At least 250 000 were left without power after an unprecedented snowstorm hit Manitoba, Canada. Heavy and wet snow began falling on Thursday, October 10 and continued into Friday, October 11. The capital, Winnipeg, was prompted to declare a state of emergency following the destructive event. As of Sunday, October 13, around 32 000 homes and businesses remain without electricity.
While October snow in this region is not completely unheard of, this unusually harsh 3-day snowstorm has arrived considerably earlier than usual, meteorologists said.
At some point, more than 250 000 customers were without power. “In some areas, we have more lines and poles down than standing,” said Manitoba Hydro chief executive officer Jay Grewal. “Our crews are out there working hard, 16 hours a day, doing their best to restore the power.”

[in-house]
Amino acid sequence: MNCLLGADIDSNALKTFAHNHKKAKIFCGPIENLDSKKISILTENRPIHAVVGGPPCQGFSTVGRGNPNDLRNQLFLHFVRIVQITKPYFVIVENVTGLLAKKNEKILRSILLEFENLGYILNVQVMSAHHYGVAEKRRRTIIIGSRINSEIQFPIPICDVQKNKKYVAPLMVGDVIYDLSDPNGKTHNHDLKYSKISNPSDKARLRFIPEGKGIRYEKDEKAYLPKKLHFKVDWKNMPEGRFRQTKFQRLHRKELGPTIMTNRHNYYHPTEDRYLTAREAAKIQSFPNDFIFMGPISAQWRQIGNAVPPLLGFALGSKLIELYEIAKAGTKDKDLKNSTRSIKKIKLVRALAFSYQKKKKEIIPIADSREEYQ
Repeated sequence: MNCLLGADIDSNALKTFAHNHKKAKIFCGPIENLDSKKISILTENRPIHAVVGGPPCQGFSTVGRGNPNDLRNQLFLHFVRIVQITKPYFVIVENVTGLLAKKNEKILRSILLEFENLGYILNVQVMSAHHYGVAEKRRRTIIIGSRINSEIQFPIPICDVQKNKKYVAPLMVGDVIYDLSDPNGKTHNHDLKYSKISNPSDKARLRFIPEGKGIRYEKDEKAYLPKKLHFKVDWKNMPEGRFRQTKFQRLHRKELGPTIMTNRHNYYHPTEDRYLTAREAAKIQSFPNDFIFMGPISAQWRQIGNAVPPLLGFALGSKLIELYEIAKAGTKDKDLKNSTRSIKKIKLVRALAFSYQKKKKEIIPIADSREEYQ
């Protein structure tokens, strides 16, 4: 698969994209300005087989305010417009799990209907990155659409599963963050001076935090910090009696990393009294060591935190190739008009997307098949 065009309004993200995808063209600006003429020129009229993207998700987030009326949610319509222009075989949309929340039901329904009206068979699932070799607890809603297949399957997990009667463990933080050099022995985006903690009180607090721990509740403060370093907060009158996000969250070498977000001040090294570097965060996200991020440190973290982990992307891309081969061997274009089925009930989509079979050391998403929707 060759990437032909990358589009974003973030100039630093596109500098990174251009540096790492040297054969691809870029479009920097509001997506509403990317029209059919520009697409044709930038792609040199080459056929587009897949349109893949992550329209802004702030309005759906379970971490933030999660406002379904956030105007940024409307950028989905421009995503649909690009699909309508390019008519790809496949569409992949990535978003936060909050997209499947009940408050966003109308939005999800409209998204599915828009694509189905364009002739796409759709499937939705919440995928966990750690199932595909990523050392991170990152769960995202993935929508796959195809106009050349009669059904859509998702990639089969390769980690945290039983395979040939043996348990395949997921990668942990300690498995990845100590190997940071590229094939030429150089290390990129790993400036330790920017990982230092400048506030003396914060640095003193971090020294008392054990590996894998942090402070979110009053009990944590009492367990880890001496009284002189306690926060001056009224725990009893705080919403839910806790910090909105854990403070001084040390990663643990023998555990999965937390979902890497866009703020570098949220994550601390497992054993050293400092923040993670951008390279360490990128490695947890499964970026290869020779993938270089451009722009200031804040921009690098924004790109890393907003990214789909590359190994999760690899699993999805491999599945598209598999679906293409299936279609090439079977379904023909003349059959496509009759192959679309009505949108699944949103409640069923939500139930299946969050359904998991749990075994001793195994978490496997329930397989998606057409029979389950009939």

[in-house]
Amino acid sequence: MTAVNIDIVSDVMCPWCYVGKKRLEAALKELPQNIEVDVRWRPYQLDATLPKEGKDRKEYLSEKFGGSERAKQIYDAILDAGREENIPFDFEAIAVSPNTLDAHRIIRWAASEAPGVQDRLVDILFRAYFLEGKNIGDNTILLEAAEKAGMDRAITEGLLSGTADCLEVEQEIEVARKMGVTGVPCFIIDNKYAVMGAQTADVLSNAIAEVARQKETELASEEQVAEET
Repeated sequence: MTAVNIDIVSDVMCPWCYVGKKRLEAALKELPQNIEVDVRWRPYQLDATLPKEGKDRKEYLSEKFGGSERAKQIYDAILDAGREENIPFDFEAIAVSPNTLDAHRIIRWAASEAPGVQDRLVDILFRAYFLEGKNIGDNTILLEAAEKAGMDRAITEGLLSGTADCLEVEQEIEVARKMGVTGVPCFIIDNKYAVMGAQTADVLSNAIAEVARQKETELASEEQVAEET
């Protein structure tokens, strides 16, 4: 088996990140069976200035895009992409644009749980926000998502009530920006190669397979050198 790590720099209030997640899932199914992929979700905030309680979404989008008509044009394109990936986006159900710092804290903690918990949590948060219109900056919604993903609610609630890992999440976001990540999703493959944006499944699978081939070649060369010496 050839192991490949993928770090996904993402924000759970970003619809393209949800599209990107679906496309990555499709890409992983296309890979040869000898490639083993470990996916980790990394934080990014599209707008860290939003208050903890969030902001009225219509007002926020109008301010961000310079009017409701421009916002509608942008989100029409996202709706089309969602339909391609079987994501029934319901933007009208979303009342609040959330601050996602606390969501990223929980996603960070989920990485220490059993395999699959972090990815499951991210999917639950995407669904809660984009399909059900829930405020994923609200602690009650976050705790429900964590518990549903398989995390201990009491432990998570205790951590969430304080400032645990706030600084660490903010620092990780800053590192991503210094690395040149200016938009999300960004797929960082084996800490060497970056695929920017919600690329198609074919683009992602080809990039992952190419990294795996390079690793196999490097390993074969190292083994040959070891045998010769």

Premier Brian Pallister has declared a state of emergency on October 13, early Sunday morning LT. According to Grewal, the utility is already sourcing towers from suppliers in Ontario. “So really the challenge is the logistics — to get that equipment to the locations that we need, given the limited access due to weather on the roads.”
“Our government has reached out to Premier Pallister to offer our full support in whatever capacity is needed,” Ontario Premier Doug Ford said.
Reports said most of the damage had been fixed by October 13, but only 80% of the affected areas had been assessed. Grewal has not yet confirmed the approximate time it would take for residents to get their power back.
Portage la Praire was one of the worst-hit areas, which still had a widespread power outage on October 13. Several First Nations had started evacuating elderly people into a Red Cross emergency shelter in Winnipeg.
“We’re optimistic as we see the number of houses that are having power restored go up and the number that doesn’t have the power go down,” Pallister stated.